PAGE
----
Colonial nostalgia runs deep in the Anglican Communion today. Although many colonies in Asia, Africa, Latin America, the Middle East, and the Pacific have become independent politically, we have yet to work out the cultural logic and church structure for a truly postcolonial church. Many of the debates surrounding sexuality in the Communion, for example, can be traced to earlier debates on sexuality in colonial times.

As I watched the royal wedding officiated by Archbishop Rowan Williams, I thought of the myriad connections between the Anglican Church, the British monarchy, and colonialism. I want to recommit myself to building a Church that goes beyond our colonial legacy and that truly reflects the beauty and diversity of all God’s peoples.

* Kwok Pui-lan is William F. Cole Professor of Christian Theology and Spirituality at the Episcopal Divinity School. She is the editor of Hope Abundant: Third World and Indigenous Women’s Theology (Orbis Books, 2010).

Monday, April 18, 2011

Haunted by Relationality

Carter Heyward
By Carter Heyward 2011 (c)

            First, let me say how glad I am to be back at EDS.  This school will live in my heart forever!  I’ve enjoyed following recent appointments -- Susie and Patrick’s reputations go before them. As these appointments were being made, I got calls  from Emory and Union and other places telling me how lucky EDS would be to land them both!  Then of course there’s Katherine Ragsdale , whose bold appointment  as President and Dean has moved the school forward in remarkable ways.  Indeed, the revolution is never won – and it is sometimes amazing to see what comes next, once we ourselves move on.  May God continue to bless this seminary through these new leaders and each and every one of you here tonight.
Years ago, maybe 20, while on this faculty, I was at a concert over in Sanders Theater, listening to the great American folk singer Pete Seeger.  He was teaching us a song called “Somos El Barco (We are the Boat)” – the tune I forget, the words I’ll never forget – “We are the boat, we are the sea, I sail in you, you sail in me.” – a lovely companion piece to EDS’s current motto, borrowed from Mohamed El-Sawy, “We either live together or we die together”  -- indeed, and that’s because   “I sail in you and you sail in me.” As we, the audience, finally got the tune and the words and were singing our hearts out,  Pete Seeger laughed into the mic and said:  “You see, it’s a lot like life.  Once you’ve learned it, it’s over.”  As the years move along, I find myself thinking a lot about it.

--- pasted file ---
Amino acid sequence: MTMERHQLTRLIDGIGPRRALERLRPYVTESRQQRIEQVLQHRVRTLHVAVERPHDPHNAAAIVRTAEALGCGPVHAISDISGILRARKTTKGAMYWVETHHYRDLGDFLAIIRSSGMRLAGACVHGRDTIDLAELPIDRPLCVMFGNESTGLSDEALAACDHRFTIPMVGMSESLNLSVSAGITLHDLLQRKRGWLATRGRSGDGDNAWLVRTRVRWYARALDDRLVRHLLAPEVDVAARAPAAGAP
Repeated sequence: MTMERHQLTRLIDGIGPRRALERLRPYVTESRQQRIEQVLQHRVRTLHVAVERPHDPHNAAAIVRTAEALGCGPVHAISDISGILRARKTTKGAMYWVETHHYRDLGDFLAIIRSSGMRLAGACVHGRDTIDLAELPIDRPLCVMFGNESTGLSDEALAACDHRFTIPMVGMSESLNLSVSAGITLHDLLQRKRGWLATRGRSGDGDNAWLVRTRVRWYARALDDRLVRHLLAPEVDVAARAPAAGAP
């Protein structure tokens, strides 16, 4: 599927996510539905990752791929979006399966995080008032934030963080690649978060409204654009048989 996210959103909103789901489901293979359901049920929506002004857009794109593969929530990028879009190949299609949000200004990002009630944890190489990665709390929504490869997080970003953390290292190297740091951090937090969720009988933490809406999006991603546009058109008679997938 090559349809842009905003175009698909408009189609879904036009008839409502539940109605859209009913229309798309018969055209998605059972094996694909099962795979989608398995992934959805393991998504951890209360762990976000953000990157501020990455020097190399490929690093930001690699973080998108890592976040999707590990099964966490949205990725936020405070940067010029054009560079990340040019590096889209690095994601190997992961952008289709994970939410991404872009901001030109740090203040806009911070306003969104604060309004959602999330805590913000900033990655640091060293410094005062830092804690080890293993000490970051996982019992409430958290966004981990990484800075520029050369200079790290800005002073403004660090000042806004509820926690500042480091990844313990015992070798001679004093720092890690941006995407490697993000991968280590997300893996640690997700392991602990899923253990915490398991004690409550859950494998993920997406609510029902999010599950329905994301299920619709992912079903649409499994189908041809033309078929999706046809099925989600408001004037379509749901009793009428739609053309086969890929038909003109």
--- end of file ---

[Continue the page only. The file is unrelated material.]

What am I thinking these days?  This question opens into so many directions at once  – from thinking about what kind of hay to feed an ailing horse, to which horse to match up with a 4 year old autistic boy, to how to raise more money for Free Rein our therapeutic riding center,  to how to understand the various Medicare forms that seem to arrive almost daily and in duplicate.  What am I thinking?  About what to say in an ordination prayer for a friend;  about how to play the fiddle in a way that doesn’t drive my friends away;  about how to be both intimate friend and care-provider for people that mean the world to me; about how to be involved actively, as a senior citizen -- it’s hard to take in! -- on matters that mean as  much to me as ever in these challenging times in which racial, sexual, gender, and economic injustice continue to gnaw at our social fabric, and in which xenophobia of many kinds,  especially today against Muslims and Mexicans, is on the rise.
  Bev Harrison, Sue Sasser, myself, and our other companions in the mountains of North Carolina (including EDS alums Nancy Richards, Jennifer Rouse, Peg Hall, Norene Carter, Ann Franklin, Elly Andujar),  are thinking a lot about Bev’s declaration that “aging is not for the faint hearted”;  We think  about what Bev aptly names  “capitalist spirituality” is doing to us all. As we do each spring, Sue and I are thinking  a lot right now about the stables and our horses and how to care for them in  ways sustainable environmentally  and economically.  She and I recently read and discussed  Atul Gawande’s interesting book, The Checklist Manifesto,  which offers a good bit of wisdom about the value of teamwork, preparation, and focusing in getting a job  done.
So then, what am I thinking about God and the world? What on earth does it mean to speak of “God” in this world at this time?